Jeff Foster

Photo of ()\

Jeff Foster shares from his own awakened experience a way out of seeking fulfillment in the future and into the acceptance of "all this, here and now." He studied astrophysics at Cambridge University. Following a period of depression and physical illness, he embarked on an intensive spiritual search that came to an end with the discovery that life itself was what he had always been seeking.

Foster, Jeff © Emily Goodman


Listen to Tami Simon's in-depth audio podcast interviews with Jeff Foster:
The Deepest Acceptance »
The Deepest Acceptance: Part 2 »
Unconditioned Awareness and the Challenges of Everyday Life »

Matt Licata

Also By Author

Victory! A Poem

Victory!

By Jeff Foster

 

You don’t have to be the best. 

You don’t have to win. 

You only have to be yourself.

 

You only have to be real. 

And speak from the heart. 

And know that you have the right to see how you see, 

and think how you think, and feel what you feel, 

and desire what you desire.

 

You don’t have to be a success in the eyes of the world 

and you don’t have to be an expert on living.

 

You only have to offer what you offer, 

breathe how you breathe, make mistakes and screw 

up 

and learn to love your stumbling and say the 

wrong thing 

and stop worrying so much about impressing anyone 

because in the end you only have to live with yourself

 

and joy is not given but found in the deepest 

recesses of your being 

so there can be joy in falling and joy in making 

mistakes 

and joy in making a fool of yourself and joy in 

forgetting joy 

and then holding yourself close as you crumble to 

the ground 

and weep out the old dreams.

 

Joy is closeness 

with the one you love: 

You.

 

You don’t have to be the best. 

You really don’t have to win.

 

You only have to remember this intimacy with 

the sky, the nearness of the mountains and feel the sun 

warming your shoulders and the nape of your neck

 

and know that you are alive, 

and that you are a success at being alive, 

and that you have won already, 

and you are victorious already, 

without having to prove 

a damn 

thing.

 

To anyone.

This poem is excerpted from You Were Never Broken: Poems to Save Your Life by Jeff Foster.

 

jeff fosterJeff Foster shares from his own awakened experience a way out of seeking fulfillment in the future and into the acceptance of “all this, here and now.” He studied astrophysics at Cambridge University. Following a period of depression and physical illness, he embarked on an intensive spiritual search that came to an end with the discovery that life itself was what he had always been seeking.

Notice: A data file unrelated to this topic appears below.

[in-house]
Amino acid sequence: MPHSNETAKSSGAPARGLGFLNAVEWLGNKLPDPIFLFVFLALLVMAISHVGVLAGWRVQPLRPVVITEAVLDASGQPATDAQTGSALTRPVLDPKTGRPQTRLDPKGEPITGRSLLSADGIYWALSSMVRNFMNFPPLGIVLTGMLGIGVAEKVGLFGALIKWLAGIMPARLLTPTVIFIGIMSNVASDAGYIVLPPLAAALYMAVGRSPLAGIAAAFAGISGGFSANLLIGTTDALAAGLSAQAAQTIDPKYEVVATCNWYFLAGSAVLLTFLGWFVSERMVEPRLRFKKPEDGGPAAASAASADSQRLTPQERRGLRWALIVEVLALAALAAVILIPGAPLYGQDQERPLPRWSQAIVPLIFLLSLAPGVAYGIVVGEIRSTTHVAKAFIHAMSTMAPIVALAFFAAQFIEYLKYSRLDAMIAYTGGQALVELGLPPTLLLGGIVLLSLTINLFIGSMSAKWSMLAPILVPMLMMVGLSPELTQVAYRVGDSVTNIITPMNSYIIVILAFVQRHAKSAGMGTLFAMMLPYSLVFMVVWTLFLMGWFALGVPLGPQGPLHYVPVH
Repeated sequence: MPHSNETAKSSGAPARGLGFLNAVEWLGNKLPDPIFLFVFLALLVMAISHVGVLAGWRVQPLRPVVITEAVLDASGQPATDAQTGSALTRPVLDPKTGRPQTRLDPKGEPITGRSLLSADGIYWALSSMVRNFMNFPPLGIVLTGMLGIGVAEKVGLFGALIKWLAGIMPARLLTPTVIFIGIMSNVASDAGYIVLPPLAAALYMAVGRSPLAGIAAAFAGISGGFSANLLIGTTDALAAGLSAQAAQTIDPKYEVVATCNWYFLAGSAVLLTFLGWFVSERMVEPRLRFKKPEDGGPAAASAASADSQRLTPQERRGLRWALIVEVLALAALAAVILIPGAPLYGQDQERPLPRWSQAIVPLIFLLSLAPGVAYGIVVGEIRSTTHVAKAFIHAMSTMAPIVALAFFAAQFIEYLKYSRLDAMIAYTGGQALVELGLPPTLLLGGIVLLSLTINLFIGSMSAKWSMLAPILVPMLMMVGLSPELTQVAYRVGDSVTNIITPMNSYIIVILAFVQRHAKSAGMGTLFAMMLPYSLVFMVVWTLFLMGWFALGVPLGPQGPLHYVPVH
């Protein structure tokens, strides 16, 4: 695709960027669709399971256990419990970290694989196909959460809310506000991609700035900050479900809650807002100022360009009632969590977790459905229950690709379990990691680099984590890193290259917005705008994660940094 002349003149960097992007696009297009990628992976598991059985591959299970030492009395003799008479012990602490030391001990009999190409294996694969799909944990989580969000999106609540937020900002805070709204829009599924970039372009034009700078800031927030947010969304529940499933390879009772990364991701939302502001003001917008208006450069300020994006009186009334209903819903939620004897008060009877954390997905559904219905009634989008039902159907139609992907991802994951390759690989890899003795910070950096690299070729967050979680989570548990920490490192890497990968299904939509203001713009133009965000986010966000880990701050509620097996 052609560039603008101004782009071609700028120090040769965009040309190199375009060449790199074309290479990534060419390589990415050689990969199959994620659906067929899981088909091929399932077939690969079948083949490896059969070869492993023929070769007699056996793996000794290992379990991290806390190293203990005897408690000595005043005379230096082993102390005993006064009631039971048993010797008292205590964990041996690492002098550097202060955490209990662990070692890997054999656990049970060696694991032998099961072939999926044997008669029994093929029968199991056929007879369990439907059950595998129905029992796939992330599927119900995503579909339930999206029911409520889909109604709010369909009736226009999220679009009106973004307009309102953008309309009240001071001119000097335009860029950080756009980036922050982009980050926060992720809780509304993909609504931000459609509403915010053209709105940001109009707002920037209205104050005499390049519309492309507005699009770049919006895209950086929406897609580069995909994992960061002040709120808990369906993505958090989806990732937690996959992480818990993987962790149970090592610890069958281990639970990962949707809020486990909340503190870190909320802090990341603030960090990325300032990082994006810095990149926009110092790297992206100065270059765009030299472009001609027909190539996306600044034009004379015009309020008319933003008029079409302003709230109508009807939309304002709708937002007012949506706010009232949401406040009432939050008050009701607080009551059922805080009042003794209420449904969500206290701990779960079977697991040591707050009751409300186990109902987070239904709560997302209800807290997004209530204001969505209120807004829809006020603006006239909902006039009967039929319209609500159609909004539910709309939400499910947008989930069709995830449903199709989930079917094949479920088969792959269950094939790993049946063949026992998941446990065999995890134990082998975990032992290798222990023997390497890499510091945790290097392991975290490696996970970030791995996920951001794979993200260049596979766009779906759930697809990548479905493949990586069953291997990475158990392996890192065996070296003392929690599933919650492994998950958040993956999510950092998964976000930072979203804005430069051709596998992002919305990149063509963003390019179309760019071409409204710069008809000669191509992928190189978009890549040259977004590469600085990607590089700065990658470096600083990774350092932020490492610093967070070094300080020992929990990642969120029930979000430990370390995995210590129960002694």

book cover

Learn More

Sounds True | Amazon | Barnes & Noble | Bookshop

The Courage to Stand Alone

The Courage to Stand Alone

It can be scary when we are called to confront our aloneness, the seemingly infinite depths of that empty, homeless feeling inside of us. When all our old protections fall away and the abandoned and neglected ones inside come begging for our love and attention. It can feel sometimes as though there’s nowhere to turn, like we want to crawl out of our own skin, urgently get out of the Now and into some other time or place.

It takes bravery to stop, breathe, and—slowly, slowly, slowly—turn back toward the lonely, dark, empty “void” inside (in reality, there is no void). To actually turn to face the sense of abandonment buried deep within our guts, to soften into the sense of separation that has been with us for as long as we can remember. We don’t have to make the feeling go away today, only lean into it, breathe into it, begin to make room for it, maybe even learn to trust its presence. 

quote image

Perhaps loneliness is like a cosmic nostalgia, a preverbal memory of a deep womb-connection, with ourselves, with the planet, with every being who has ever lived. In leaning into our own loneliness, shame, and existential anxiety, we may be able to touch into compassion for the loneliness of every human being, for every heart longing to connect, for every grieving heart, every frightened heart.